Year after year new artists emerge, new songs are created and new stars are born. Or at least that’s how it should be. Lately it seems as though current artists are benefiting from older music – taking an original and making their own version. They always say imitation is the sincerest form of flattery, but that’s not always true – sometimes it’s just downright insulting. Here’s an in depth look at the wonderful world of recycled music, for better or for worse.                                                                                                                                                                                                                          Let’s take a look at covers/remakes: when an artist takes an old song, keeps the lyrics the same, but puts their own spin on it without straying too much from the original. It’s common for bands to do this as their own personal tribute to a monumental tune. Like Hendrix, U2 and Dave Matthews Band did for Bob Dylan’s “All Along the Watchtower”, or one of my personal favourites (along with Johnny Cash’s cover of Nine Inch Nails’ “Hurt”), Chris Cornell’s cover of Michael Jackson’s “Billie Jean”. They’re not trying to recreate the original song because they know nothing will ever compare; but as fans of the song, they want to be able to play it, to perform it as they heard it.

But it seems now as though some bands cover old songs just to get their name on the map: even if music fans have never heard of them, they will at least recognize the song they’re covering and have an instant familiarity or connection with the band. Case in point. Does anyone remember Alien Ant Farm? Didn’t think so. They covered Michael Jackson’s “Smooth Criminal”.  Michael Jackson is a music genre in himself, so covering one of his tracks is very risky and Alien Ant Farm failed. Miserably. It’s almost like a teenage-angry-band version of the song. It’s whiny, irritating and they even tried to re-enact the video by having portions of the sidewalk light up as they walked on it. They tried to get by just riding the coattails of someone else’s creativity. Shame on them.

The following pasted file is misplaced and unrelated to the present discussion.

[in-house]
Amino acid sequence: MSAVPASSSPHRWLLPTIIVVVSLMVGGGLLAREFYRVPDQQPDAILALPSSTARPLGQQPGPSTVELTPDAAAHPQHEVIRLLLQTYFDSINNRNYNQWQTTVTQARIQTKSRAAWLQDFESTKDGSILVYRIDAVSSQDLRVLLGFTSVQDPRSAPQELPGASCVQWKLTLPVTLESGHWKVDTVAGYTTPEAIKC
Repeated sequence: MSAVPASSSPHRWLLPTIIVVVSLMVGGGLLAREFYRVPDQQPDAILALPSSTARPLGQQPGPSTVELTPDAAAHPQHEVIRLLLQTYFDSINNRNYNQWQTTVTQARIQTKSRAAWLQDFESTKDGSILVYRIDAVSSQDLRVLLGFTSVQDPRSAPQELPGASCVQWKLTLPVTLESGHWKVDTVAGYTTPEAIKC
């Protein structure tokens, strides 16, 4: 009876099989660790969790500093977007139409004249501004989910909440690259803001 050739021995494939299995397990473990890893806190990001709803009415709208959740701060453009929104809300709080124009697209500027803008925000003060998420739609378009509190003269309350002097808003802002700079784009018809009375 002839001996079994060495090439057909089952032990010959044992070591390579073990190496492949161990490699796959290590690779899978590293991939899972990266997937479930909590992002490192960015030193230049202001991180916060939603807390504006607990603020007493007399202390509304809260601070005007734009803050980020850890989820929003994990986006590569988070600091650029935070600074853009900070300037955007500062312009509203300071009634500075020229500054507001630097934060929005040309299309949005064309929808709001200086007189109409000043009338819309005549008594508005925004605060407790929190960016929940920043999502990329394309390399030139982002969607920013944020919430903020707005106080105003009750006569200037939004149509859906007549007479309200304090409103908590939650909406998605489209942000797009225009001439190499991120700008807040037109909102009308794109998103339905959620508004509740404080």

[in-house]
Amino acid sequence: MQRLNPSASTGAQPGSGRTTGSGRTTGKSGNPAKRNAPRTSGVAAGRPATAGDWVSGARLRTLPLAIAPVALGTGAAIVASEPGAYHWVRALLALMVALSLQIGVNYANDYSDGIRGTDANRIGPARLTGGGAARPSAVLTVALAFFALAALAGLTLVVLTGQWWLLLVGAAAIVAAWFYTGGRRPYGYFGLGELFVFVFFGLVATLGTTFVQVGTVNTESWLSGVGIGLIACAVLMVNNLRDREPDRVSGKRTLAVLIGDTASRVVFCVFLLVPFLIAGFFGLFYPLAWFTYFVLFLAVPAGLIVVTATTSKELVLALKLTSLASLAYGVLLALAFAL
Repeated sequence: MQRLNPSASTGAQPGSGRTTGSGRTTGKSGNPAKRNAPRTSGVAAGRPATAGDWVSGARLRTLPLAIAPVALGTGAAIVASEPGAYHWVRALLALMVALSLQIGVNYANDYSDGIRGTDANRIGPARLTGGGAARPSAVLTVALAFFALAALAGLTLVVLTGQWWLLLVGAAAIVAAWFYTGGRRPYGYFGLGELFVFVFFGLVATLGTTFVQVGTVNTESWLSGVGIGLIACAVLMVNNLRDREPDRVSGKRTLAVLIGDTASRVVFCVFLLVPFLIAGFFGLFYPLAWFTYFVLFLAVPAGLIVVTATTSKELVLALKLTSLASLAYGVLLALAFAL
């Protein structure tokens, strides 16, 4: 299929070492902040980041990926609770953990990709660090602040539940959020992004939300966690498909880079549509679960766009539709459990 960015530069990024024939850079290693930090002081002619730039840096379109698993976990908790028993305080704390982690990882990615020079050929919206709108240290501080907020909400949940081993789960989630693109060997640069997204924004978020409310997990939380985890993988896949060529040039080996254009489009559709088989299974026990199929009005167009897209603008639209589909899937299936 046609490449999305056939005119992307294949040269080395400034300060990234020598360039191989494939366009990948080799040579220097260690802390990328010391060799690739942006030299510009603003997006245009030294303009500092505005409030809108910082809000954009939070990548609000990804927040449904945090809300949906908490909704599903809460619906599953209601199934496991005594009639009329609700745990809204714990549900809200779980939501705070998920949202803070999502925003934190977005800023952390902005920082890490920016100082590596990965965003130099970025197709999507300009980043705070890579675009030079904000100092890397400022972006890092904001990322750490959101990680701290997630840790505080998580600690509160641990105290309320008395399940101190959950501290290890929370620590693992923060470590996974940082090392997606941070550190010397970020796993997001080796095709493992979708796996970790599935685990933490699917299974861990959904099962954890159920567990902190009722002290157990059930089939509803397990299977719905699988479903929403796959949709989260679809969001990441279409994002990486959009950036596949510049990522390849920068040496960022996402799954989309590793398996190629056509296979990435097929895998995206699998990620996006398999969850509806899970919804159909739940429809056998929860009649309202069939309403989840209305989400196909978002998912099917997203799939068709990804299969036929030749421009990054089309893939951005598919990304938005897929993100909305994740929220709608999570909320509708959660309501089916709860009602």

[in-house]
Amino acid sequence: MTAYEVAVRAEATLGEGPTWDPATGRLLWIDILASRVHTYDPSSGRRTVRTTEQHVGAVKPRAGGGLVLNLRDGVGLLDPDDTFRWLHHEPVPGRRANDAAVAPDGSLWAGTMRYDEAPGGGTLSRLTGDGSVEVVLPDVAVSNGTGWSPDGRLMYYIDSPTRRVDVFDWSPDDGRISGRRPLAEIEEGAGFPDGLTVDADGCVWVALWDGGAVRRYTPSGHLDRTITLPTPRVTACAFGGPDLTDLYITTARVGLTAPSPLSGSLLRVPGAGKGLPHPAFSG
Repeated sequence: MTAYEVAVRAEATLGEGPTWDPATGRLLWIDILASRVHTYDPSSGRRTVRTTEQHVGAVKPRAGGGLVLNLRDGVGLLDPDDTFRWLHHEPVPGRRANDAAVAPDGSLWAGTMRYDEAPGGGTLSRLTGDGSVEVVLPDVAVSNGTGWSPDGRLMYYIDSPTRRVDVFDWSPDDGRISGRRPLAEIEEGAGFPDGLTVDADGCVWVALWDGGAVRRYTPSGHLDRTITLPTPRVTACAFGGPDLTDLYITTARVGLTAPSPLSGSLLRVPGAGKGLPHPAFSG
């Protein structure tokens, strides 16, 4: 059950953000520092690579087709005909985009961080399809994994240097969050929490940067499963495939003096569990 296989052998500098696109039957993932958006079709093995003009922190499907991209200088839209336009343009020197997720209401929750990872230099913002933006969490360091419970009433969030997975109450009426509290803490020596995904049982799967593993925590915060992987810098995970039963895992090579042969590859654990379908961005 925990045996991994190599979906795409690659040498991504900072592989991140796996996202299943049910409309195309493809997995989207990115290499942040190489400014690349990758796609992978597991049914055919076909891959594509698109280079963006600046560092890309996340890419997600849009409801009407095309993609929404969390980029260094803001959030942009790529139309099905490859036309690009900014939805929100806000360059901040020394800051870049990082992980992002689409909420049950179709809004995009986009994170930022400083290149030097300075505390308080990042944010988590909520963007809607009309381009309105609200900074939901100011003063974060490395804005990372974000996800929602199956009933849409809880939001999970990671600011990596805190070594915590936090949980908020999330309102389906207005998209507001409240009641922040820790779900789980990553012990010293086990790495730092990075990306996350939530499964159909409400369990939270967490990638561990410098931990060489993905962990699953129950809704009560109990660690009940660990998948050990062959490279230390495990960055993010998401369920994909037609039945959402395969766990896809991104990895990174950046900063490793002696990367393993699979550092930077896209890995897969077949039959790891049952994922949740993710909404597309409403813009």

Remixing involves taking the audio elements in a track (pitch, tempo, etc) and altering them. I don’t particularly understand the need for an artist to do multiple versions of the same song. Or more confusing are artists like J. Lo who put out an album (J. Lo) followed by a remix album (J to tha L-O!: Remixes) – so basically the same songs, just slightly different. Other than the obvious making more money aspect of it, what’s the point? What does infuriate me is the notion that just because a song can be remixed, that it should be. I know that DJs and producers like to be creative and forward thinkers and remix songs that no one ever would have thought of remixing. But just because you do something no one’s ever done, doesn’t make it right. For example, we all know and love Nirvana’s “Smells Like Teen Spirit”. It’s a classic 90’s tune that defined the grunge movement, even moreso significant because of the untimely death of lead singer Kurt Cobain when the band was at peak of their career. Grunge music is about angst, indifference and not caring about appearances. It’s rock, it’s punk, it’s heavy metal and it makes teenagers jump around and get angry. Now who in their right mind thought it would be a genius idea to techno remix it? It’s an insult to the band and borderline blasphemy. A word to the wise, not every song needs a remix: certain tunes just need to be left alone.